Chia seeds…. I’ve shied away from them in the past. If you have too, then I urge you to give this Banana Chia Pudding a try! Unlike most chia puddings, this one is blended in order to avoid slimy seeds stuck between teeth. Growing up, pudding was most often constituted as a dessert. But with only five relatively healthy ingredients, I’m eating this pudding for breakfast… I hope you’ll join me!
Chia seeds are packed with protein, fiber, calcium, phosphorous, zinc, and omega-3 fatty acids. Unlike most plant-based foods, chia seeds are considered a complete protein because they contain all nine essential amino acids. Needless to say, this pudding will get you moving in the morning!
I’m most eager to give chia seeds a chance because they contain omega-3 fatty acids. There are three types of omega-3 fatty acids. Chia seeds, along with other plant sources, such as walnuts, flax and hemp seeds, canola oil, and full fat soy foods, contain the omega-3 called alpha-linoleic acid (ALA). The other two forms are called eicosapentaenoic acid (EPA) and docosahexaenoic acid (DHA). Both are found in animal sources, such as fatty fish and fish oils.
Now, why do we care about omega-3 fatty acids? Omega-3s aid cell membrane formation and provide energy. Additionally, ALA is considered an essential nutrient, meaning we must obtain it from our diet because we cannot make it ourselves. Whereas EPA and DHA are not essential nutrients because we can make them from ALA. Unfortunately, the amount of EPA and DHA synthesized from ALA is unknown. Therefore, a big question is… do we make optimal amounts of EPA and DHA for good health?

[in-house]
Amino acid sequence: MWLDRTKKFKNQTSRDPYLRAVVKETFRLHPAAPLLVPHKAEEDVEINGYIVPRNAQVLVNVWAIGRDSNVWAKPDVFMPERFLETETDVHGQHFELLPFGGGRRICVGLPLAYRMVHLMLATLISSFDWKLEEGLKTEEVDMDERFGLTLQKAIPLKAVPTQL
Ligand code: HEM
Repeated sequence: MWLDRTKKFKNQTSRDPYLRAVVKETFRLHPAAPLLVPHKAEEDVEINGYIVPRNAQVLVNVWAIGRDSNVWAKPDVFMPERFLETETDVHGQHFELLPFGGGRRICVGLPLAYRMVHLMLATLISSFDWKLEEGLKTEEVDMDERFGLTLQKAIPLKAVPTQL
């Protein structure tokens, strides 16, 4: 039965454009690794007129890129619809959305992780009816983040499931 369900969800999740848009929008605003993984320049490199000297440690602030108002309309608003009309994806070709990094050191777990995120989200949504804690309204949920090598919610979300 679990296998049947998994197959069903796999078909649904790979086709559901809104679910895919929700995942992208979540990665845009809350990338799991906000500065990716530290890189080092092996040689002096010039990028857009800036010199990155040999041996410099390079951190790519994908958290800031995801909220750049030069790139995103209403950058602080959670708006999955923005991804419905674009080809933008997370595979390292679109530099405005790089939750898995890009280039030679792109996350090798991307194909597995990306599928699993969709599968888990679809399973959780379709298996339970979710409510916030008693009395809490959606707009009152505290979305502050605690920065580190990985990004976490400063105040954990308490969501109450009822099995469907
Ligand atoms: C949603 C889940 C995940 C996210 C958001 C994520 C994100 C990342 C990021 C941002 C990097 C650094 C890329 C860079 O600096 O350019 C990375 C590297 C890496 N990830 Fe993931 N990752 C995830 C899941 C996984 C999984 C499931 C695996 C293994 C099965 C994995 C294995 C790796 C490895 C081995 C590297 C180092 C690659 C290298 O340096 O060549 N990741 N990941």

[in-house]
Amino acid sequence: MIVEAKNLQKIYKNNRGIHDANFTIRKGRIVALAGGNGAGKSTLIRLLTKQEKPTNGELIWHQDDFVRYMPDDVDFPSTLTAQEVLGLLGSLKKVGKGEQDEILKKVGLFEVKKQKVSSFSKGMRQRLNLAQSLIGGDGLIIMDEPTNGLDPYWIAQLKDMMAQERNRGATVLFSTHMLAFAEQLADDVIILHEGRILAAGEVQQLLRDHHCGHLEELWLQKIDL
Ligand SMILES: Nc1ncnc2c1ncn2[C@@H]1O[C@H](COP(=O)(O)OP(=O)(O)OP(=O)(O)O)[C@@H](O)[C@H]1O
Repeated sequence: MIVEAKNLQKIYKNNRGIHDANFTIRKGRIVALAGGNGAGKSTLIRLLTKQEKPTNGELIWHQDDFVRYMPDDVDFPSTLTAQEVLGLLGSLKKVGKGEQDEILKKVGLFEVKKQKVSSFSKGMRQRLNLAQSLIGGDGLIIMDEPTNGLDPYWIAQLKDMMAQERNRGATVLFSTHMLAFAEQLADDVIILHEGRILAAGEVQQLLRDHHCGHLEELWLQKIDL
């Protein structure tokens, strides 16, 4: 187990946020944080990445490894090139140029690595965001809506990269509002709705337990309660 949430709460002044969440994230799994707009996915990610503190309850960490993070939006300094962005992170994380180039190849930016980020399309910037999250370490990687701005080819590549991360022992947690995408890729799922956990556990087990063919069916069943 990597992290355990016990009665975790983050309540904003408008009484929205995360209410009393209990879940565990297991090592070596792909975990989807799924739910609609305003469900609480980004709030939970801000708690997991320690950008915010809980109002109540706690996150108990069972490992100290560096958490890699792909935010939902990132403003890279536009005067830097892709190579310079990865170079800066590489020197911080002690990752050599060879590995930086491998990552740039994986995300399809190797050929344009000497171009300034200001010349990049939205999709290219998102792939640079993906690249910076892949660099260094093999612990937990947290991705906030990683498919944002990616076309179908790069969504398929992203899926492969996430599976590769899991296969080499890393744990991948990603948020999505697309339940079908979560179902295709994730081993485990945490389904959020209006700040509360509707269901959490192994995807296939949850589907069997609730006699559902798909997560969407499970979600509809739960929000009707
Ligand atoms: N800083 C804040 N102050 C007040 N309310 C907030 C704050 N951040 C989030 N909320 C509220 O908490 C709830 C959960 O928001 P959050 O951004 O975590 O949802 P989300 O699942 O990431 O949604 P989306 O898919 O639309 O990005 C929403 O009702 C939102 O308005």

We know EPA and DHA are correlated to heart health, fetal growth and development, decreased cognitive decline, lower risk of Alzheimer’s disease and dementia, and lower risk of age-related macular degeneration. Currently, there is no recommend dietary allowance for omega-3s because research is insufficient. However, the National Academy of Medicine established an adequate intake level, which is a value assumed to ensure nutritional adequacy. It is recommended males 14-51+ years old consume 1.6 g/day of ALA, whereas females 14-51+ years old consume 1.1 g/day of ALA. This number increases depending on pregnancy or lactation state.
Now, I’m sure you’ve seen omega-3s advertised on food packaging before. But you may not have realized exactly what they are. The important take away is to incorporate more plant-based sources of ALA in your diet. If you do not consume animal sources of EPA/DHA, or found at risk for any of the listed health aliments, you might consider an algae obtained supplement.
Sources: Office of Dietary Supplements - Omega-3 Fatty Acids. NIH Office of Dietary Supplements. https://ods.od.nih.gov/factsheets/Omega3FattyAcids-HealthProfessional/. Accessed January 21, 2019.
Omega-3 Fatty Acids: An Essential Contribution. The Nutrition Source. https://www.hsph.harvard.edu/nutritionsource/what-should-you-eat/fats-and-cholesterol/types-of-fat/omega-3-fats/. Published June 4, 2018. Accessed January 21, 2019.
BANANA CHIA PUDDING (VEGAN/GF)
Yield: 3 cups
Prep Time: 5 minutes
Refrigerate: 2-12 hours
2 cups unsweetened almond milk
2 ripe medium bananas
½ cup white chia seeds
2 ½ tsp vanilla extract
2 tbsp maple syrup
Add all ingredients to a high-speed blender. Mix until the puree is super smooth.
Store in fridge for 4-12 hours before serving with fresh fruit! Keep in fridge for 4-5 days.
Note: recipe adapted from The Simple Veganista’s Vanilla Chia Pudding.